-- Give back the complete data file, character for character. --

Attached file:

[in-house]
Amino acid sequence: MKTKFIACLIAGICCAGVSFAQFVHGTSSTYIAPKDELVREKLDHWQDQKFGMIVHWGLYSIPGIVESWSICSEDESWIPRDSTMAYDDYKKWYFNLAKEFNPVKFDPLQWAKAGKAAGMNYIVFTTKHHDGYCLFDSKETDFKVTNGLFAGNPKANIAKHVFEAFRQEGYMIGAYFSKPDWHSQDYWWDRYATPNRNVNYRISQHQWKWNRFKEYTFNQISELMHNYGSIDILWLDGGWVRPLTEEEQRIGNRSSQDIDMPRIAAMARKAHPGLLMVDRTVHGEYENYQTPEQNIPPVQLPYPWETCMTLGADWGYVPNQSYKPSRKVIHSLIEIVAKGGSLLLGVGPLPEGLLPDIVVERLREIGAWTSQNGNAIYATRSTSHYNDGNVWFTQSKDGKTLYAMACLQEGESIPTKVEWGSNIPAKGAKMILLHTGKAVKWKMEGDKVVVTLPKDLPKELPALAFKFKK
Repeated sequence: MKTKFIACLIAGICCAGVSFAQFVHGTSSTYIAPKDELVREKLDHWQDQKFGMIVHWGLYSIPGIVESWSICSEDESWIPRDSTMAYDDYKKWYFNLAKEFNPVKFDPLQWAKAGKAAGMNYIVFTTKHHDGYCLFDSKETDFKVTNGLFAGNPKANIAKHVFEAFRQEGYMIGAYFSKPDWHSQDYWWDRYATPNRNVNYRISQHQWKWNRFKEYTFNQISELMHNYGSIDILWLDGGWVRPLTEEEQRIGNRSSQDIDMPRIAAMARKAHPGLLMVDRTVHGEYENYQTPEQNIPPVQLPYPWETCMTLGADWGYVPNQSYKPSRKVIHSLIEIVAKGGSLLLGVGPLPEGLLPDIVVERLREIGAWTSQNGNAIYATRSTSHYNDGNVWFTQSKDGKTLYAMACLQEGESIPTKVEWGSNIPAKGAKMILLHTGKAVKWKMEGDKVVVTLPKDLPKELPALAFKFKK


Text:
[in-house]
Amino acid sequence: MKTKFIACLIAGICCAGVSFAQFVHGTSSTYIAPKDELVREKLDHWQDQKFGMIVHWGLYSIPGIVESWSICSEDESWIPRDSTMAYDDYKKWYFNLAKEFNPVKFDPLQWAKAGKAAGMNYIVFTTKHHDGYCLFDSKETDFKVTNGLFAGNPKANIAKHVFEAFRQEGYMIGAYFSKPDWHSQDYWWDRYATPNRNVNYRISQHQWKWNRFKEYTFNQISELMHNYGSIDILWLDGGWVRPLTEEEQRIGNRSSQDIDMPRIAAMARKAHPGLLMVDRTVHGEYENYQTPEQNIPPVQLPYPWETCMTLGADWGYVPNQSYKPSRKVIHSLIEIVAKGGSLLLGVGPLPEGLLPDIVVERLREIGAWTSQNGNAIYATRSTSHYNDGNVWFTQSKDGKTLYAMACLQEGESIPTKVEWGSNIPAKGAKMILLHTGKAVKWKMEGDKVVVTLPKDLPKELPALAFKFKK
Repeated sequence: MKTKFIACLIAGICCAGVSFAQFVHGTSSTYIAPKDELVREKLDHWQDQKFGMIVHWGLYSIPGIVESWSICSEDESWIPRDSTMAYDDYKKWYFNLAKEFNPVKFDPLQWAKAGKAAGMNYIVFTTKHHDGYCLFDSKETDFKVTNGLFAGNPKANIAKHVFEAFRQEGYMIGAYFSKPDWHSQDYWWDRYATPNRNVNYRISQHQWKWNRFKEYTFNQISELMHNYGSIDILWLDGGWVRPLTEEEQRIGNRSSQDIDMPRIAAMARKAHPGLLMVDRTVHGEYENYQTPEQNIPPVQLPYPWETCMTLGADWGYVPNQSYKPSRKVIHSLIEIVAKGGSLLLGVGPLPEGLLPDIVVERLREIGAWTSQNGNAIYATRSTSHYNDGNVWFTQSKDGKTLYAMACLQEGESIPTKVEWGSNIPAKGAKMILLHTGKAVKWKMEGDKVVVTLPKDLPKELPALAFKFKK